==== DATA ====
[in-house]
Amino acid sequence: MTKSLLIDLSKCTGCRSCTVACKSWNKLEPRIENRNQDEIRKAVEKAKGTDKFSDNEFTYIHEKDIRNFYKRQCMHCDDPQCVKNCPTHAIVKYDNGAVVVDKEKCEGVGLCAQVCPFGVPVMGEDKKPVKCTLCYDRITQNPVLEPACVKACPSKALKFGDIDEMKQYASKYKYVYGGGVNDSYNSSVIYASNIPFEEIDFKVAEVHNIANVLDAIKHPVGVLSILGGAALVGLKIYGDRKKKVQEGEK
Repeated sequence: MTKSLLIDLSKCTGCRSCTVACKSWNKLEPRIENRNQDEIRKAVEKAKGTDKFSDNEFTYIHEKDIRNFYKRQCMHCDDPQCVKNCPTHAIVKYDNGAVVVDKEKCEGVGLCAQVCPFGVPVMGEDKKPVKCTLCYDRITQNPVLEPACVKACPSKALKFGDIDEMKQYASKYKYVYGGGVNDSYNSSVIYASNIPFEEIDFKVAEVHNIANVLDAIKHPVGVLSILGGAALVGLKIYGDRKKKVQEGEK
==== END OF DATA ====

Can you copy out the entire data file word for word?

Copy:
[in-house]
Amino acid sequence: MTKSLLIDLSKCTGCRSCTVACKSWNKLEPRIENRNQDEIRKAVEKAKGTDKFSDNEFTYIHEKDIRNFYKRQCMHCDDPQCVKNCPTHAIVKYDNGAVVVDKEKCEGVGLCAQVCPFGVPVMGEDKKPVKCTLCYDRITQNPVLEPACVKACPSKALKFGDIDEMKQYASKYKYVYGGGVNDSYNSSVIYASNIPFEEIDFKVAEVHNIANVLDAIKHPVGVLSILGGAALVGLKIYGDRKKKVQEGEK
Repeated sequence: MTKSLLIDLSKCTGCRSCTVACKSWNKLEPRIENRNQDEIRKAVEKAKGTDKFSDNEFTYIHEKDIRNFYKRQCMHCDDPQCVKNCPTHAIVKYDNGAVVVDKEKCEGVGLCAQVCPFGVPVMGEDKKPVKCTLCYDRITQNPVLEPACVKACPSKALKFGDIDEMKQYASKYKYVYGGGVNDSYNSSVIYASNIPFEEIDFKVAEVHNIANVLDAIKHPVGVLSILGGAALVGLKIYGDRKKKVQEGEK